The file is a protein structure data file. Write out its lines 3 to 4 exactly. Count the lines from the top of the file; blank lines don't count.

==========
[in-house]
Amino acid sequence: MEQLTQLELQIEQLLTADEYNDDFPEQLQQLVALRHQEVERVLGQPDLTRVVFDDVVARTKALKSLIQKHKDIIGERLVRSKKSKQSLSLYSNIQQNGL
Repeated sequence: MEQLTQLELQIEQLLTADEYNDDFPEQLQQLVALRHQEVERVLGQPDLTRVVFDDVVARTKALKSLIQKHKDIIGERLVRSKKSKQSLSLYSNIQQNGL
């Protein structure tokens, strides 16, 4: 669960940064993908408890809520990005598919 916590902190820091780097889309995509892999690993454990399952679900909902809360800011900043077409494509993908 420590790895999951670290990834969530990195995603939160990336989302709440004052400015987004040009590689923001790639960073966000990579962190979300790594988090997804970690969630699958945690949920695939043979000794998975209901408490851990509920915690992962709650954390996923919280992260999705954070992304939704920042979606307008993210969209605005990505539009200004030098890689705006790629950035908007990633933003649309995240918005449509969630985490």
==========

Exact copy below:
Repeated sequence: MEQLTQLELQIEQLLTADEYNDDFPEQLQQLVALRHQEVERVLGQPDLTRVVFDDVVARTKALKSLIQKHKDIIGERLVRSKKSKQSLSLYSNIQQNGL
């Protein structure tokens, strides 16, 4: 669960940064993908408890809520990005598919 916590902190820091780097889309995509892999690993454990399952679900909902809360800011900043077409494509993908 420590790895999951670290990834969530990195995603939160990336989302709440004052400015987004040009590689923001790639960073966000990579962190979300790594988090997804970690969630699958945690949920695939043979000794998975209901408490851990509920915690992962709650954390996923919280992260999705954070992304939704920042979606307008993210969209605005990505539009200004030098890689705006790629950035908007990633933003649309995240918005449509969630985490």